Reflection in Action (adapted from "Learning Through Service"
Several service-learning researchers (Eyler, Giles & Schmiede, 1996) have named the characteristics of successful reflection:
· Continuous: Reflection must take place before, during, and after the completion of the service project to be fully useful.
· Challenging: Effective reflection involves pushing ourselves out of our comfort zones to make new connections between concepts and to think in new ways.
· Connected: Successful reflection can serve as a bridge between the service experience and our discipline-based academic knowledge.
· Contextualized: Effective reflection is framed in a manner that is appropriate for the context in which the service experience takes place.
But why should you bother with reflection? Why is there so much stress on reflection in service-learning classes? Well, reflection is a bridge between what you, the student, learn in class and what you are experiencing in the community. Reflection helps you connect what you have been absorbing through the course content with the community outside of the college campus.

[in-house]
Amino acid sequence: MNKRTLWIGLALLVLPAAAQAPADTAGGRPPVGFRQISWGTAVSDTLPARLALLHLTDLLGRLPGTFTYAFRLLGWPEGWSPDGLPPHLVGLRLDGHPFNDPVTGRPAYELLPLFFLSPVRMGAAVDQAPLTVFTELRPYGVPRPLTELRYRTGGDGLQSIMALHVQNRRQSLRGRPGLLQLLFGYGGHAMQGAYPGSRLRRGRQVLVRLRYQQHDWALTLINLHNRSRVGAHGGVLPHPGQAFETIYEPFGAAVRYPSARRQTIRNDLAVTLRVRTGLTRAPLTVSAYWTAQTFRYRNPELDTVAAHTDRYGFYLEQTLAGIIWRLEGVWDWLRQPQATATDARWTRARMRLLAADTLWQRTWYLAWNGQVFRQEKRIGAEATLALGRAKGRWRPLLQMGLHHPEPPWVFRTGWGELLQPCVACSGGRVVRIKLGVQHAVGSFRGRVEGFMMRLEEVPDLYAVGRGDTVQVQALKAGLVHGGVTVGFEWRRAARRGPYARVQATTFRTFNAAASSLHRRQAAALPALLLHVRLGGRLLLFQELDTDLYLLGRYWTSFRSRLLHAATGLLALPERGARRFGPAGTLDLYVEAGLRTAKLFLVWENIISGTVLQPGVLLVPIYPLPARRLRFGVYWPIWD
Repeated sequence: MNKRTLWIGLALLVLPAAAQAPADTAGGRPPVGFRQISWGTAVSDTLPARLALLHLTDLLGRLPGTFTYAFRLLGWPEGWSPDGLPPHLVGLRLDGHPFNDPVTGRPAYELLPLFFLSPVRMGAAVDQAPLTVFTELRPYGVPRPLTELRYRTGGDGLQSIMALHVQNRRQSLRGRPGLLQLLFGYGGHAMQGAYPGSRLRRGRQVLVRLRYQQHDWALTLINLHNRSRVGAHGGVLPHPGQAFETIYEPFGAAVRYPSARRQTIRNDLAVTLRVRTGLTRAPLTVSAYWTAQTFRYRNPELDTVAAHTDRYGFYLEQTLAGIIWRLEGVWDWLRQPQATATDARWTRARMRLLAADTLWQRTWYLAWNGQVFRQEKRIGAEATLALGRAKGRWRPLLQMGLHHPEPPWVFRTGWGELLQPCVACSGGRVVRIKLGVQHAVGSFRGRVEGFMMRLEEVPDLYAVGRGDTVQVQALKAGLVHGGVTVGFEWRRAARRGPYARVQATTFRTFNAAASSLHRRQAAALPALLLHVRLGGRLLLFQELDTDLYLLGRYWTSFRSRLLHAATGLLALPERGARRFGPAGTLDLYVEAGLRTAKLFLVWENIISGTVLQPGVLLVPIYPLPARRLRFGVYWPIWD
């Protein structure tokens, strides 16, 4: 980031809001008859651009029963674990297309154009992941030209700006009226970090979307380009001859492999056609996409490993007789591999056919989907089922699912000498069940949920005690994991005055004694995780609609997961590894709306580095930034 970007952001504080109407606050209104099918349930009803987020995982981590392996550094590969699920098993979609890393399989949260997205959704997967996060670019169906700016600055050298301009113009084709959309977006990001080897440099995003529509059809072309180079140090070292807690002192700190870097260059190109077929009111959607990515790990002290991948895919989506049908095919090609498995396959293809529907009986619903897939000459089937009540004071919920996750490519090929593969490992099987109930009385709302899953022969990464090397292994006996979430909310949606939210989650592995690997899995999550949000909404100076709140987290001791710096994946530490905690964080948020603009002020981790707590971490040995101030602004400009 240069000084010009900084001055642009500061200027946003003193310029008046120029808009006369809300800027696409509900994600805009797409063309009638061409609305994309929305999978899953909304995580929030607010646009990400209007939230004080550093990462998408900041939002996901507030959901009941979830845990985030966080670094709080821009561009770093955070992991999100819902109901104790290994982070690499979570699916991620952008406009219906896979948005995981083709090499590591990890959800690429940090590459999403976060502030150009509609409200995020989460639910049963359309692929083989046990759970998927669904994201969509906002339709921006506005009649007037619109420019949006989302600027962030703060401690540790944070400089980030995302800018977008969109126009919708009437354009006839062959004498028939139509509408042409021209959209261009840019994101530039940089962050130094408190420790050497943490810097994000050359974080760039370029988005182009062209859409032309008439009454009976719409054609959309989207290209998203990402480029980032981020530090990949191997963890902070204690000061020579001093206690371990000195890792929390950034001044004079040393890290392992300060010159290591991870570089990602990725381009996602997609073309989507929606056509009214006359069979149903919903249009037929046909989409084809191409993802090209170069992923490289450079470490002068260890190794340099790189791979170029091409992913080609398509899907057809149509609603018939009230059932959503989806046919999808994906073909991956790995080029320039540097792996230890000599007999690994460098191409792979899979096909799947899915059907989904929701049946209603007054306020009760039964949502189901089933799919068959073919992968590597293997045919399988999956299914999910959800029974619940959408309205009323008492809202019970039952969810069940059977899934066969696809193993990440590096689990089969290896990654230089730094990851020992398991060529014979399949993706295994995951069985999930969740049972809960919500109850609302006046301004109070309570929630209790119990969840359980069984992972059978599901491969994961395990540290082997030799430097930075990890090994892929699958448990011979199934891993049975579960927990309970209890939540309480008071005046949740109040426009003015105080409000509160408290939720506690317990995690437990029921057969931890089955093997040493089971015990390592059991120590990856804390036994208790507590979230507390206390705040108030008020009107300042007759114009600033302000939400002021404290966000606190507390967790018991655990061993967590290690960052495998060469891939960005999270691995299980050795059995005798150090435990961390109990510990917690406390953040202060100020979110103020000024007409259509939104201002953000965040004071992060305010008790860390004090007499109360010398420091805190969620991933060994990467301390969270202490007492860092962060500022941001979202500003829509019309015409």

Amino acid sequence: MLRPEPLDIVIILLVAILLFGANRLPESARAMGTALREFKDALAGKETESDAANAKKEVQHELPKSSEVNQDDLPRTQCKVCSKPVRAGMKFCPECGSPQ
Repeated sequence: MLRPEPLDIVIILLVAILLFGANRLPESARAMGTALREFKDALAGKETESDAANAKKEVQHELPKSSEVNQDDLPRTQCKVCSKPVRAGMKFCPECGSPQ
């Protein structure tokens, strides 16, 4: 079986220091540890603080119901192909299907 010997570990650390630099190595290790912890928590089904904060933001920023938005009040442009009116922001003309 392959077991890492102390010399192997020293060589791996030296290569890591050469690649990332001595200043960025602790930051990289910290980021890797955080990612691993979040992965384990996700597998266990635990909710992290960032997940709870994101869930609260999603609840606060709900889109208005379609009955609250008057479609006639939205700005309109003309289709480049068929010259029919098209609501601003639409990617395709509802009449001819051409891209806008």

Students who reflect often benefit in many other ways. Mabry (1998) found that, those who reflected on their service-learning course credited more learning to the service experience than students who participated in the service project but did not reflect. Eyler and Giles (1999) also noticed the positive impact that reflection had on grades for college students. Also, scientists have found that written reflection about emotional events can help reduce anxiety and depression (Pennebaker, 1990; Bringle & Hatcher, 1999). In an experimental study in which students wrote for four consecutive days on either traumatic events or superficial topics, Pennebaker, Kiecolt-Glaser, and Glaser (1988) found that students who reflected on traumatic life events had more favorable immune system responses, less frequent health center visits, and felt better about themselves. The most important difference between students who showed health improvement and those who did not was a greater ability to include casual thinking, insights, and self-reflection in their stories. Activities that promote meaningful reflection on service-learning experiences may lead to intellectual and health benefits.